Golden ‘New’ Proportion
Go Hasegawa has designed a site-specific installation of work in an architecturally complicated intersection between the original 1897 Chicago Public Library building and the 1970s Cultural Center renovation. The spatial result of this convergence is seen in the clear intersection of two architectural logics; the historic windows are partially obscured by the newer fit-out. Hasagawa’s intervention in this space is a simple alteration to the window, covering it in a shim, that provides an even light. Inside this space there are several canvases, covered in gold foil, as a backdrop surface for a selection of Hasegawa’s own buildings, each exemplifying an architectural element. Hasegawa suggests that the elemental approach to architecture is a way to bypass the classifications between the vernacular and the architectural. The golden canvas is an allusion to Japan’s historic use of gold leaf in their architecture for details and surfaces. With these two simple elements, the shrouded light and the gold leaf panels, they propose to produce a singular experience for the viewer as their interaction reveals and obscures the drawing depending on the time of day.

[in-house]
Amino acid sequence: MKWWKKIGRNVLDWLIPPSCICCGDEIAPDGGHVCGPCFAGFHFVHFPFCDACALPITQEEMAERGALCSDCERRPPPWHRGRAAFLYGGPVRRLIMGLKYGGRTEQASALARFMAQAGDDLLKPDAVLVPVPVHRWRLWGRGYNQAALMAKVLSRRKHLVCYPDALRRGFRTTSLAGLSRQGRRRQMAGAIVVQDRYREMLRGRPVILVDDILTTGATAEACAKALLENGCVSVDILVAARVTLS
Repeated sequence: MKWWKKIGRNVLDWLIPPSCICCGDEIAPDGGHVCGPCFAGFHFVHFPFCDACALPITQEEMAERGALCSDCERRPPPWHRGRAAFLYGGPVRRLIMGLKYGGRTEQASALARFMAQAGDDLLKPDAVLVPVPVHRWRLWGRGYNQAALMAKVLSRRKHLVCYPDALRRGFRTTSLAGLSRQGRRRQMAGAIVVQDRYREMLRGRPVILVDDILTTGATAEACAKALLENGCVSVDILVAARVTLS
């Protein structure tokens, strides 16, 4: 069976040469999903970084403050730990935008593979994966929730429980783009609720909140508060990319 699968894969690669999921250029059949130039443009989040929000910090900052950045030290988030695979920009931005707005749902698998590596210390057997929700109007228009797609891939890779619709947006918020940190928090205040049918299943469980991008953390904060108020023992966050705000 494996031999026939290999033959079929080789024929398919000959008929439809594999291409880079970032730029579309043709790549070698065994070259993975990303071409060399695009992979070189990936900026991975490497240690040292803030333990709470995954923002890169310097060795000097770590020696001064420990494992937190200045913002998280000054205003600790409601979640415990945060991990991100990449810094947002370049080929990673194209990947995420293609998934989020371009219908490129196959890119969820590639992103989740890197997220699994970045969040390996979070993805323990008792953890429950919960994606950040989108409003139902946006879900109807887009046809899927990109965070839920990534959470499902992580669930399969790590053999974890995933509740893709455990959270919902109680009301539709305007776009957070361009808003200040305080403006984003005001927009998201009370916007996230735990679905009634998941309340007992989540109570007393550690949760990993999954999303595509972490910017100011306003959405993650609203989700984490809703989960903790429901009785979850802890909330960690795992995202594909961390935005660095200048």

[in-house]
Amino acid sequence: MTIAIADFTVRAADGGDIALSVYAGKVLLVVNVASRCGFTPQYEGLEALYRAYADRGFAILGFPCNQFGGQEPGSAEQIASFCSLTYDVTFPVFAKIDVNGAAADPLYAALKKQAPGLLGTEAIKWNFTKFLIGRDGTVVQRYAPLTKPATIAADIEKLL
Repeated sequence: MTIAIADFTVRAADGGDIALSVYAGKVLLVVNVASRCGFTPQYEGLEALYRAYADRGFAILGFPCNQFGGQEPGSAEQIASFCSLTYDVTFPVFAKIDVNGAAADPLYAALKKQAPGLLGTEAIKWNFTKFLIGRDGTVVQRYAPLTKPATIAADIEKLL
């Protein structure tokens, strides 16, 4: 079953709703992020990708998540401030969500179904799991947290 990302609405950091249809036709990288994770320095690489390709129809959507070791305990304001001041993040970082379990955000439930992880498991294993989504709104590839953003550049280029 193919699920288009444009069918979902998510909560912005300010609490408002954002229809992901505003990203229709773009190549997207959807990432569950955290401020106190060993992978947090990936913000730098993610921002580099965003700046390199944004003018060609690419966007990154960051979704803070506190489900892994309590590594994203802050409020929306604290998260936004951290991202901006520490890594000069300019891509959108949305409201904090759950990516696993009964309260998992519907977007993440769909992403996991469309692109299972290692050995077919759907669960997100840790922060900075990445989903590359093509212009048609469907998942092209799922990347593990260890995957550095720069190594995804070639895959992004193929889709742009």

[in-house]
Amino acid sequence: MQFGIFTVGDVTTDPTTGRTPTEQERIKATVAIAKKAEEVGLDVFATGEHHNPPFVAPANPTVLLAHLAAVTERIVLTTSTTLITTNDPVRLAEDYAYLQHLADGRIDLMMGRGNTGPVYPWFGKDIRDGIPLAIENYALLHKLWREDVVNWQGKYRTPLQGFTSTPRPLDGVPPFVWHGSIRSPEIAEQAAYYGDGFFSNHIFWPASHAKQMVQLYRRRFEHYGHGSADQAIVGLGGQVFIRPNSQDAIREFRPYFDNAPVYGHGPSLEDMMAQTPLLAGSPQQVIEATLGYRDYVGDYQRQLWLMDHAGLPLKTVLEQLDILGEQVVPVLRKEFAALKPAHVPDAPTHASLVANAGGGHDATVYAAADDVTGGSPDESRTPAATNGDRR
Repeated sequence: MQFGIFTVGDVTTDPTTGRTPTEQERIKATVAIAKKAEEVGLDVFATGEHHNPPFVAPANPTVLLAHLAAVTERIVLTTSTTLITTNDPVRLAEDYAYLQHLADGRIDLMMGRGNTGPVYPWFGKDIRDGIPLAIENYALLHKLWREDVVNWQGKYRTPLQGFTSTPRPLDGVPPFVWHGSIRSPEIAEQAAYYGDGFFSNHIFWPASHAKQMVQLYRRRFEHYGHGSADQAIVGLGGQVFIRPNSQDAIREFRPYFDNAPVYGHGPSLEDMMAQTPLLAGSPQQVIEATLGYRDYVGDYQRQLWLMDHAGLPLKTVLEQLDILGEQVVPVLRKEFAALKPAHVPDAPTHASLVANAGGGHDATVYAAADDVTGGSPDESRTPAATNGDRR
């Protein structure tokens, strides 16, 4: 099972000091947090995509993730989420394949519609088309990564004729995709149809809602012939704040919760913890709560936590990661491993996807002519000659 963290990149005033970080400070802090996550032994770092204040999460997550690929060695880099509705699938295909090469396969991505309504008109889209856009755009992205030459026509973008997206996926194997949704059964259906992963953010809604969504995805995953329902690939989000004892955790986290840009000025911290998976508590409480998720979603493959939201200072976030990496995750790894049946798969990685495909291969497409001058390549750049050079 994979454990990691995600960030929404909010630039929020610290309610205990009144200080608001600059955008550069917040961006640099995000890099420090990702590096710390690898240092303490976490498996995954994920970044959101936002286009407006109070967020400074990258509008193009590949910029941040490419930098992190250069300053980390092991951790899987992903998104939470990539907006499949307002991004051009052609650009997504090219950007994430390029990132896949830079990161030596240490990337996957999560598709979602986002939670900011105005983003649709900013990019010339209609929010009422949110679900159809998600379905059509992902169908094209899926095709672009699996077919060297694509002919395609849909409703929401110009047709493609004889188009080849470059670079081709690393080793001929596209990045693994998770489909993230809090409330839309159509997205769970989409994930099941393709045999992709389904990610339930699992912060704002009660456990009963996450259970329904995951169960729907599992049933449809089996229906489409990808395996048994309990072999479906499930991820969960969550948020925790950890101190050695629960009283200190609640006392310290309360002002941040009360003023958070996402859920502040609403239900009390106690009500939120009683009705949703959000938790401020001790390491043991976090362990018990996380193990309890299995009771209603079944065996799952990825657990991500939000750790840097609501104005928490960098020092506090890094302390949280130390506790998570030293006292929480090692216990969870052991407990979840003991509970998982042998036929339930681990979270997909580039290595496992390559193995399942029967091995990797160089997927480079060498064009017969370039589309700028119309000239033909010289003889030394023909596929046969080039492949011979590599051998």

Go Hasegawa is a Japanese architect based in Tokyo. Hasegawa graduated with a Master of Engineering from the Tokyo Institute of Technology in 2002, after which he worked at Taira Nishizawa Architects before establishing Go Hasegawa & Associates in 2005. He has taught as a visiting professor at the Tokyo Institute of Technology, the Academy of Architecture of Mendrisio, Oslo School of Architecture and Design, the University of California in Los Angeles, and, currently, the Harvard University Graduate School of Design. He has received a number of awards—including the 2008 Shinkenchiku Prize and the 2014 AR Design Vanguard—and has made many publications such as Go Hasegawa Works (TOTO Publishing, 2012), Go Hasegawa Conversations with European Architects (LIXIL Publishing, 2015), and a+u in January 2017 as the recent monograph. In 2015, he received his PhD in Engineering from the Tokyo Institute of Technology.